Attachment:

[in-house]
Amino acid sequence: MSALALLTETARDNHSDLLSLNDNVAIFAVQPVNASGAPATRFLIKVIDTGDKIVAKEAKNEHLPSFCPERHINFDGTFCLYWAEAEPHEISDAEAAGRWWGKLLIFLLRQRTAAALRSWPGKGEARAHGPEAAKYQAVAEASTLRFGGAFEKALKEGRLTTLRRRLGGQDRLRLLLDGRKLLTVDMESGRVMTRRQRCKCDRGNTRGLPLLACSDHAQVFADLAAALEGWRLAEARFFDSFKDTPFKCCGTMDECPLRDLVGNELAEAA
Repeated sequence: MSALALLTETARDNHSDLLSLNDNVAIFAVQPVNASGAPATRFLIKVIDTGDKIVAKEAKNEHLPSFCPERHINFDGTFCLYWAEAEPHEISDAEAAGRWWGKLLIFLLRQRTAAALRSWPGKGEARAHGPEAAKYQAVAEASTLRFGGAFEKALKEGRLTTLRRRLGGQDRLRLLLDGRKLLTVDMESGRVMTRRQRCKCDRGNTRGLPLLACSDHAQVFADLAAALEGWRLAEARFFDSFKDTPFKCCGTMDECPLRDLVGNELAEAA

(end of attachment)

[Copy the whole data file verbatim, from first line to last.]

[in-house]
Amino acid sequence: MSALALLTETARDNHSDLLSLNDNVAIFAVQPVNASGAPATRFLIKVIDTGDKIVAKEAKNEHLPSFCPERHINFDGTFCLYWAEAEPHEISDAEAAGRWWGKLLIFLLRQRTAAALRSWPGKGEARAHGPEAAKYQAVAEASTLRFGGAFEKALKEGRLTTLRRRLGGQDRLRLLLDGRKLLTVDMESGRVMTRRQRCKCDRGNTRGLPLLACSDHAQVFADLAAALEGWRLAEARFFDSFKDTPFKCCGTMDECPLRDLVGNELAEAA
Repeated sequence: MSALALLTETARDNHSDLLSLNDNVAIFAVQPVNASGAPATRFLIKVIDTGDKIVAKEAKNEHLPSFCPERHINFDGTFCLYWAEAEPHEISDAEAAGRWWGKLLIFLLRQRTAAALRSWPGKGEARAHGPEAAKYQAVAEASTLRFGGAFEKALKEGRLTTLRRRLGGQDRLRLLLDGRKLLTVDMESGRVMTRRQRCKCDRGNTRGLPLLACSDHAQVFADLAAALEGWRLAEARFFDSFKDTPFKCCGTMDECPLRDLVGNELAEAA